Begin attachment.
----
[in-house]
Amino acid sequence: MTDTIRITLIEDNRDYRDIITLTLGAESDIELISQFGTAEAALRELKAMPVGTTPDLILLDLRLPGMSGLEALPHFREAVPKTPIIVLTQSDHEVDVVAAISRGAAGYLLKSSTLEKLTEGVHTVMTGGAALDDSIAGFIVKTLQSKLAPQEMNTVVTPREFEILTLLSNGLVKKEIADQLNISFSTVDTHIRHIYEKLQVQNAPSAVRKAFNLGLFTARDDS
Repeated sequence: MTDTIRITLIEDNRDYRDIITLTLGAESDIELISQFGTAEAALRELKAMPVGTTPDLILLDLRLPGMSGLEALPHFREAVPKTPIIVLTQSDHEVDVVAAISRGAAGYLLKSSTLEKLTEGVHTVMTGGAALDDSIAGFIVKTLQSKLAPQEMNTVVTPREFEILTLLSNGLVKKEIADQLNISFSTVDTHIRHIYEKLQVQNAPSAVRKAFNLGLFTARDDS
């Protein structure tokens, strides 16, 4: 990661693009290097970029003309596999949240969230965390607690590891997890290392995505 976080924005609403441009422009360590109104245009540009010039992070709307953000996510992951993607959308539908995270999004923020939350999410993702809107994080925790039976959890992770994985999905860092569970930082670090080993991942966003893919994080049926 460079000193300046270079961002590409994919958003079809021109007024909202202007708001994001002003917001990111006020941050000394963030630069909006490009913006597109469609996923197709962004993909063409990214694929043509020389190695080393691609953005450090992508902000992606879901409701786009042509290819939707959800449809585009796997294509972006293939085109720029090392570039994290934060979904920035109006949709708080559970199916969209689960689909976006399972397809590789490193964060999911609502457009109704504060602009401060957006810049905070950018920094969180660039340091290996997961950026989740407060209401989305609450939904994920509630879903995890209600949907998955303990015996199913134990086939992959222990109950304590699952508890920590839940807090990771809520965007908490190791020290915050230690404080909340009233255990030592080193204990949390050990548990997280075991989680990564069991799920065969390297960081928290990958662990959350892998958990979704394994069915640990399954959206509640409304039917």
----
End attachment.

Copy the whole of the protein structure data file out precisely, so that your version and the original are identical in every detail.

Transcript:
[in-house]
Amino acid sequence: MTDTIRITLIEDNRDYRDIITLTLGAESDIELISQFGTAEAALRELKAMPVGTTPDLILLDLRLPGMSGLEALPHFREAVPKTPIIVLTQSDHEVDVVAAISRGAAGYLLKSSTLEKLTEGVHTVMTGGAALDDSIAGFIVKTLQSKLAPQEMNTVVTPREFEILTLLSNGLVKKEIADQLNISFSTVDTHIRHIYEKLQVQNAPSAVRKAFNLGLFTARDDS
Repeated sequence: MTDTIRITLIEDNRDYRDIITLTLGAESDIELISQFGTAEAALRELKAMPVGTTPDLILLDLRLPGMSGLEALPHFREAVPKTPIIVLTQSDHEVDVVAAISRGAAGYLLKSSTLEKLTEGVHTVMTGGAALDDSIAGFIVKTLQSKLAPQEMNTVVTPREFEILTLLSNGLVKKEIADQLNISFSTVDTHIRHIYEKLQVQNAPSAVRKAFNLGLFTARDDS
């Protein structure tokens, strides 16, 4: 990661693009290097970029003309596999949240969230965390607690590891997890290392995505 976080924005609403441009422009360590109104245009540009010039992070709307953000996510992951993607959308539908995270999004923020939350999410993702809107994080925790039976959890992770994985999905860092569970930082670090080993991942966003893919994080049926 460079000193300046270079961002590409994919958003079809021109007024909202202007708001994001002003917001990111006020941050000394963030630069909006490009913006597109469609996923197709962004993909063409990214694929043509020389190695080393691609953005450090992508902000992606879901409701786009042509290819939707959800449809585009796997294509972006293939085109720029090392570039994290934060979904920035109006949709708080559970199916969209689960689909976006399972397809590789490193964060999911609502457009109704504060602009401060957006810049905070950018920094969180660039340091290996997961950026989740407060209401989305609450939904994920509630879903995890209600949907998955303990015996199913134990086939992959222990109950304590699952508890920590839940807090990771809520965007908490190791020290915050230690404080909340009233255990030592080193204990949390050990548990997280075991989680990564069991799920065969390297960081928290990958662990959350892998958990979704394994069915640990399954959206509640409304039917």